Self-imposed technical limitations in music production can hurt so good

A few days ago I picked up a copy of No Better Than This, the new Rounder Records debut album from John Mellencamp (AKA “Johnny Cougar,” “John Cougar,” “John Cougar Mellencamp”). I definitely wouldn’t describe myself as a fan of the Coug, but this particular collection of recordings was produced by T-Bone Burnett.

I would buy a $300 box set of audio test patterns if it was produced by T-Bone Burnett.

What’s intriguing about No Better Than This is that all the tracks on the album were recorded at historic locations with a single microphone on a 1955 Ampex portable recording machine (with no overdubs).

We’ve written before about the benefits that self-imposed limitations can bring to creative work. In the particular case, the low-tech (and deceptively simple) approach to the audio production lends many of the songs on the album a raw and honest quality that you don’t usually hear on modern recordings.

Over the years I’ve actually noticed that quite a few of my favorite studio recordings were produced this way, direct to tape with only one or two microphones:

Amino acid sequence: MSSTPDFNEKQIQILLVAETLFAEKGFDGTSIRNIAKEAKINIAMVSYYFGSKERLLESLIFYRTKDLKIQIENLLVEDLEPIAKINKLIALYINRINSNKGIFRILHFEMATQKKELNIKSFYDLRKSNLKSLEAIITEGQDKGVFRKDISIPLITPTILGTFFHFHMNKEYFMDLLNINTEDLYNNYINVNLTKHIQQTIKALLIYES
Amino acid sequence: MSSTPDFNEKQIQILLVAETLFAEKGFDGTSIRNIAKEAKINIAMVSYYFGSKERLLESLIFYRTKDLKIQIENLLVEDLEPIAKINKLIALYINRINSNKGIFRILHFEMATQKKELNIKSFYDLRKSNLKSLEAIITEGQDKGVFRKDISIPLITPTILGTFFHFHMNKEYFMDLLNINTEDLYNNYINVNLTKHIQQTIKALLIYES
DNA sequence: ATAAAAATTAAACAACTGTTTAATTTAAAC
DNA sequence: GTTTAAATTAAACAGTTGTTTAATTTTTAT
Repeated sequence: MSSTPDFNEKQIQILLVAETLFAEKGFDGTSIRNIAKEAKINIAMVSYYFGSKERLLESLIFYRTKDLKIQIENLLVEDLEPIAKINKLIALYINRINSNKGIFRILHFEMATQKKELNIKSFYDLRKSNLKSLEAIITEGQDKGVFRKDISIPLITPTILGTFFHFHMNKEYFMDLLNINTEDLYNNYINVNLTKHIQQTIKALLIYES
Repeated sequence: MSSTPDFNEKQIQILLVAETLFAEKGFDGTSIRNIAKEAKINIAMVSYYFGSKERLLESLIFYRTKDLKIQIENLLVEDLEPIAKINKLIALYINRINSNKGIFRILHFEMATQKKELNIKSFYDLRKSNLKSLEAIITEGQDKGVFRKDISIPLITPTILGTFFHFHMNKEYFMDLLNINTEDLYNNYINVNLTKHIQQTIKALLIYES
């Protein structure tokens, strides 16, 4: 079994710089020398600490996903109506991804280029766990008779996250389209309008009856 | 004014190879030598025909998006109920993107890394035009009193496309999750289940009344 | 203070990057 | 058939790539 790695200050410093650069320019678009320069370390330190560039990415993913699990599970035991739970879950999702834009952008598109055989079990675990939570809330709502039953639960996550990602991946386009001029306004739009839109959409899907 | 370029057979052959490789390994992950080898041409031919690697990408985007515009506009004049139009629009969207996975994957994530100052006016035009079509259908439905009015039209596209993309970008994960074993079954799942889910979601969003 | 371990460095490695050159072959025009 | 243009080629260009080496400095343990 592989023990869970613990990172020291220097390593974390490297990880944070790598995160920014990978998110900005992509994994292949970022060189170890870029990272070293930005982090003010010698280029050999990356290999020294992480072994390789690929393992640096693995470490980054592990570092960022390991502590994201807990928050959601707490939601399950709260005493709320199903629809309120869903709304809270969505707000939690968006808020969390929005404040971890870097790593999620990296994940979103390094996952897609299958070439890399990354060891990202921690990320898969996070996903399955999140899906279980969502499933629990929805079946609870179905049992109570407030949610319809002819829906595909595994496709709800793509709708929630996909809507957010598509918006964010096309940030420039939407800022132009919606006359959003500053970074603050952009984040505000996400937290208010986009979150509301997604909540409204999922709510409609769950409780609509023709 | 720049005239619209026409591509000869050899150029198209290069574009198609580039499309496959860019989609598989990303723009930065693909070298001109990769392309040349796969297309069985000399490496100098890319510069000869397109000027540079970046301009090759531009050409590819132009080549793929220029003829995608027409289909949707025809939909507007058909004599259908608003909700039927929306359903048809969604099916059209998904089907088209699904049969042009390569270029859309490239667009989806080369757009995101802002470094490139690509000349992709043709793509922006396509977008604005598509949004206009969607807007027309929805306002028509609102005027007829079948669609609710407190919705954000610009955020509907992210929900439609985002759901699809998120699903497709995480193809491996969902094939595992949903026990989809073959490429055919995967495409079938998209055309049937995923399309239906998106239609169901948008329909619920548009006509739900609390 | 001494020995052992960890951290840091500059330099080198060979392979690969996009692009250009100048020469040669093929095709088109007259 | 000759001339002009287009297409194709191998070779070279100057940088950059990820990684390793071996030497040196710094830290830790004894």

The Trinity Session by Cowboy Junkies (1988)

It’s mind-numbing to think that this whole album was recorded (under false-pretenses) at the Church of the Holy Trinity in Ontario in just over a day with a budget of $250.

They even ended up with so much good material that not everything from the session ended up on the original Latent Records release.


A Meeting by the River by Ry Cooder and Vishwa Mohan Bhatt (1993)

This impromptu recording actually won the the Grammy Award for Best World Music Album in 1994. All the tracks on the album were entirely improvised by the four musicians involved in project. If you have any affinity for acoustic slide-guitar recordings, this Water Lily Acoustics release is a must-have. It’s also possibly the “warmest” sounding recording that I’ve ever heard.


How to Grow a Woman from the Ground by Chris Thile & the How to Grow a Band (2006)

Single-mic recordings aren’t all that uncommon for bluegrass bands trying to capture the same sound that’s present on early Bill Monroe and Flatt & Scruggs recordings. It is, however, quite rare to hear that kind of unvarnished production on bluegrass covers of angst-ridden songs by The Strokes and The White Stripes.


If anything, these recordings should definitively prove that you don’t need the newest or most-technologically advanced tools to produce great music.

18 Comments for “Self-imposed technical limitations in music production can hurt so good”

  1. posted by Heather on